Honor Among Thieves
By Moshe Katz
Israeli Krav International

September 21, 2015, Israel

My dad grew up in Brooklyn, a different era, different times. It was before the State of Israel, before Jews could attend any club or college that they wanted, and then the Holocaust took place. He admired the Tough Jews, Jews who would not be pushed around, even though some were gangsters.

The same was true of the Italians and the Irish, known better as the Dagoes and the Micks. That's how it was. When a famous gangster died the community mourned. The gangsters provided work, opportunities and a chance to break into the American life denied them.

Of course most Jews, Italians and Irish worked very hard under horrible conditions and upheld the law. They lived in rat infested tenements and raised children who would become honest Americans. None of these cultures condoned violence. Many gangsters such as Al Capone came from devoutly religious families.

Few things in life are as black and white as we originally think. There were two brothers in Boston, one "good" and one "bad". The good one was a politician, the bad one was a gangster and a killer. As it turns out they worked together, they were very close and the lines were blurred. The gangster made sure his brother got the votes he needed. The politician made sure his brother was protected and well informed of police activities. Key witnesses mysteriously disappeared. Both escaped justice for decades.

So who is good and who is bad? Whom can you trust?

During World War Two the US government could not control the docks, Nazi infiltrators were coming in. They turned to the only one's who could control the docks, the Mafia, the Mob.

The CIA turned to the Italian Mafia to try and overthrow the Castro government in Cuba. And then Bobby Kennedy tries to destroy the Mob. 

Use 'em when you need 'em and then dumb them when you don't?

So who is good and who is bad. Whom can you trust?

Sam Giancana, honor a deal, or else....

One thing my dad of blessed memory always stressed was honesty and honoring a deal. Sometimes we promise to do something, sometimes we make a commitment and then, things change. Honoring the deal will not benefit us right now, it will inconvenience us and cost us money. We made a mistake and now we must pay for it. Rebbe gelt, my dad said in Yiddish, learning money. School of Hard Knock's.

Once my dad met the legendary Jewish gangster Mayer Lansky in Tel Aviv. Lansky was deported by our prime minister. Israel did not allow an old Jew to return to his homeland. They feared his reputation with the Mafia. Not long ago an Israeli president went to prison as he was convicted of many crimes, including working with Israeli organized crime.

Who is good and who is bad? The lines are often blurred.

But honor a deal. A man must honor a deal.

Legend has it (actually more than just legend) that the notorious antisemite Joe Kennedy was deep in with the mob. He used these connections to get rich and to put his son into the greatest office in America, the presidency, but... for a price. The price was to go easy on the mob. You don't bite the hand that feeds you. JFK appoints his brother RFK, Bobby Kennedy to U.S. Attorney general. RFK declares war on the mob, on organized crime.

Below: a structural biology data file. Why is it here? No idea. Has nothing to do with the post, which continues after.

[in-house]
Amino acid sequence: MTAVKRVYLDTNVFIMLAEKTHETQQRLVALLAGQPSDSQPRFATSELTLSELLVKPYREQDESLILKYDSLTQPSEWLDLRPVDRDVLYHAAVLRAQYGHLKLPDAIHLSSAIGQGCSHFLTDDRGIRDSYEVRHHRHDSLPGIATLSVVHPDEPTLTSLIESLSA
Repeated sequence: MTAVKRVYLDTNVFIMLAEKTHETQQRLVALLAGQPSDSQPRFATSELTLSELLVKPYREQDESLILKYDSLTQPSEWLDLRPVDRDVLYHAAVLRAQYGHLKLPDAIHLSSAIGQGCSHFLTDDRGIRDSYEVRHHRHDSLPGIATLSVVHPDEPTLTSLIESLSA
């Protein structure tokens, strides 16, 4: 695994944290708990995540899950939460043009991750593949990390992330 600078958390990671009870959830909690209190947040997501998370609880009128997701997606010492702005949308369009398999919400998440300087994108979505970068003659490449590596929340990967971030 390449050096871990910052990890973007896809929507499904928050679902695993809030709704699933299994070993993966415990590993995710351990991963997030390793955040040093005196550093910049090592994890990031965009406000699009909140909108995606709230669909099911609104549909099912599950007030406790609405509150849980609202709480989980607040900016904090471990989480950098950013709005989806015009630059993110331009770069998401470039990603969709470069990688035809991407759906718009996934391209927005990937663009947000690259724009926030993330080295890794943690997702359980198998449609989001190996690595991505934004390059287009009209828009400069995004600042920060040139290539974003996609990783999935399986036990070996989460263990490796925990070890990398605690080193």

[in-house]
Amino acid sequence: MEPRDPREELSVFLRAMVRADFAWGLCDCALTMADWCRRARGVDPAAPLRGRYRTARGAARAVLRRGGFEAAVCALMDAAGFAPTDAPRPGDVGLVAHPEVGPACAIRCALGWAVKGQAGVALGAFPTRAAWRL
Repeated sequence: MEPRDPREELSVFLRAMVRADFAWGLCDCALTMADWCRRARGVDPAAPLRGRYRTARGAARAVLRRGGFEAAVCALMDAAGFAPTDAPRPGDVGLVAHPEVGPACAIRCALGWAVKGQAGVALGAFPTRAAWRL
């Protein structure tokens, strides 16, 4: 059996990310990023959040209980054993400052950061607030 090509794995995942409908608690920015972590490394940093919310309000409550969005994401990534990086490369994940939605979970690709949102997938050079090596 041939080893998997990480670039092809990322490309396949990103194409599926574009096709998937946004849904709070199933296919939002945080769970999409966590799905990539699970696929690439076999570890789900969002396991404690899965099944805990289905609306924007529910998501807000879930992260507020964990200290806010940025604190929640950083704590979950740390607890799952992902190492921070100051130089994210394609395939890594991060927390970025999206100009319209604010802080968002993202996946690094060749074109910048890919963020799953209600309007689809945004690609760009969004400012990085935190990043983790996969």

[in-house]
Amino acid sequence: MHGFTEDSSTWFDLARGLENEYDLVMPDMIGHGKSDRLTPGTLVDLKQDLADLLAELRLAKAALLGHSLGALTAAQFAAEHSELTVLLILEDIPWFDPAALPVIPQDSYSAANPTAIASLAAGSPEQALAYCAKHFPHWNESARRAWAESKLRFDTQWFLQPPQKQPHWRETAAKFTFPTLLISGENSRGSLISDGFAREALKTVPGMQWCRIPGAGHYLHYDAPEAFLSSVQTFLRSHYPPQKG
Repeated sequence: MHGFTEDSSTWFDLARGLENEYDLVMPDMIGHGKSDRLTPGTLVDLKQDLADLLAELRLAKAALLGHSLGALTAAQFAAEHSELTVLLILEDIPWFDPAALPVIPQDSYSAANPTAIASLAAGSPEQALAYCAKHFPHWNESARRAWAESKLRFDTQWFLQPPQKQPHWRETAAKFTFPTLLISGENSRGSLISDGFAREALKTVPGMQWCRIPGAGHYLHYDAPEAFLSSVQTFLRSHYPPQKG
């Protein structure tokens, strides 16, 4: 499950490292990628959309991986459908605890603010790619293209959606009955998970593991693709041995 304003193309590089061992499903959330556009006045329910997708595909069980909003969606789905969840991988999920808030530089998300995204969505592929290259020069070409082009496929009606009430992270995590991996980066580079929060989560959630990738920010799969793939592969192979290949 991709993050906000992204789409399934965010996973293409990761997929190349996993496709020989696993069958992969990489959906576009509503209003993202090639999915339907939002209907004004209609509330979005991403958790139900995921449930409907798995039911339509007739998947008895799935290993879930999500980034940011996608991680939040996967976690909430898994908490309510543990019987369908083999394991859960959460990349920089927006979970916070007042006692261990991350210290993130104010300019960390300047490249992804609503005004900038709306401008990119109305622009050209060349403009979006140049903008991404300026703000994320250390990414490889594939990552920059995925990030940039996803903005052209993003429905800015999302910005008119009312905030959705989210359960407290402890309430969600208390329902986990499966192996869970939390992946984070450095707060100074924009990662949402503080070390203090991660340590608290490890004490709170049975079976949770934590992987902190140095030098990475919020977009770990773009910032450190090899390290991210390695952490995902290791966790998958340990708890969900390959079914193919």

Eventually both brothers are assassinated. Officially no one knows the reason. Unofficially, a deal was not honored. And among thieves there is honor. While the killer of RFK said he did it because of the senator's "support of Israel" the case of JFK is less clear. Lets just say...in the words of Giancana's daughter, "You don't bite the hand that feeds you, the Kennedy's bit the hand that fed them." She said with anger and conviction. We get it.

Chicago mobster, Sam Giancana, was high on Robert Kennedy's hit list, and he was well aware of it.

Salvatore, "Sam", Giancana and other mobsters had been angered by the president’s brother, Robert, who as U.S. attorney general was targeting organized crime in a major prosecution effort.  A deal must be honored and if not, there is a price that must be paid.

Honor a Deal

In 1992 the nephew of Sam Giancana published Double Cross: The Story of the Man Who Controlled America. The book attempted to establish that Giancana had rigged the 1960 Presidential election vote in Cook County, Chicago, on John Kennedy's behalf, which effectively gave Kennedy the election. It is argued that Kennedy reneged on the deal and therefore Giancana had him killed.

"It was then that Carlos Marcello's voice lost its softness, and his words were bitten off and spit out when mention was made of U.S. Attorney General Robert Kennedy, who was still on the trail of Marcello. "Levarsi una pietra dalla scarpa!" Carlos shrilled the cry of revenge: "Take the stone out of my shoe!" "Don't worry about that little Bobby, son of a bitch," he shouted. "He's going to be taken care of!" Ever since Robert Kennedy had arranged for his deportation to Guatemala, Carlos had wanted revenge. But as the subsequent conversation, which was reported to two top Government investigators by one of the participants and later to this author, showed, he knew that to rid himself of Robert Kennedy he would first have to remove the President. Any killer of the Attorney General would be hunted down by his brother; the death of the President would seed the fate of his Attorney General.

No one at the meeting had any doubt about Marcello's intentions when he abruptly arose from the table. Marcello did not joke about such things. In any case, the matter had gone beyond mere "business"; it had become an affair of honor, a Sicilian vendetta."

The Grim Reapers (1969)

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Honor a deal or deal with the consequences. Without honor what do we have left?

You want others to treat you correctly? Treat others correctly. Make your word count.

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